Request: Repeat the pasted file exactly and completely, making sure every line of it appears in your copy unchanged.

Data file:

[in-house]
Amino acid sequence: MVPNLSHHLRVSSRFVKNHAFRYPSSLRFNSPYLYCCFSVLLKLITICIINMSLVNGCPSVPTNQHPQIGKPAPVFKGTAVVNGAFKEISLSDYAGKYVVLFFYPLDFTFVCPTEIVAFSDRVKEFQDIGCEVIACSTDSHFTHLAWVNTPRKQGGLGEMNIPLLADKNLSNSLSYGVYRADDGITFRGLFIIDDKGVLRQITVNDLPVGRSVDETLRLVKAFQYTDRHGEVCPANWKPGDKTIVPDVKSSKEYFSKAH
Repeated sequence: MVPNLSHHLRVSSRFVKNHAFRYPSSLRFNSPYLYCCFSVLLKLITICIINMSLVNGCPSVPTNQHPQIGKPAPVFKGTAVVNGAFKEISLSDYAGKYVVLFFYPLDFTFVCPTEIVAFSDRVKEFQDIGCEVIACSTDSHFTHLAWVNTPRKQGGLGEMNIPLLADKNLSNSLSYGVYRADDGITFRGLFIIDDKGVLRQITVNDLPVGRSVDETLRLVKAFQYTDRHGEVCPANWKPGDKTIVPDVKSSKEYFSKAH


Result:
[in-house]
Amino acid sequence: MVPNLSHHLRVSSRFVKNHAFRYPSSLRFNSPYLYCCFSVLLKLITICIINMSLVNGCPSVPTNQHPQIGKPAPVFKGTAVVNGAFKEISLSDYAGKYVVLFFYPLDFTFVCPTEIVAFSDRVKEFQDIGCEVIACSTDSHFTHLAWVNTPRKQGGLGEMNIPLLADKNLSNSLSYGVYRADDGITFRGLFIIDDKGVLRQITVNDLPVGRSVDETLRLVKAFQYTDRHGEVCPANWKPGDKTIVPDVKSSKEYFSKAH
Repeated sequence: MVPNLSHHLRVSSRFVKNHAFRYPSSLRFNSPYLYCCFSVLLKLITICIINMSLVNGCPSVPTNQHPQIGKPAPVFKGTAVVNGAFKEISLSDYAGKYVVLFFYPLDFTFVCPTEIVAFSDRVKEFQDIGCEVIACSTDSHFTHLAWVNTPRKQGGLGEMNIPLLADKNLSNSLSYGVYRADDGITFRGLFIIDDKGVLRQITVNDLPVGRSVDETLRLVKAFQYTDRHGEVCPANWKPGDKTIVPDVKSSKEYFSKAH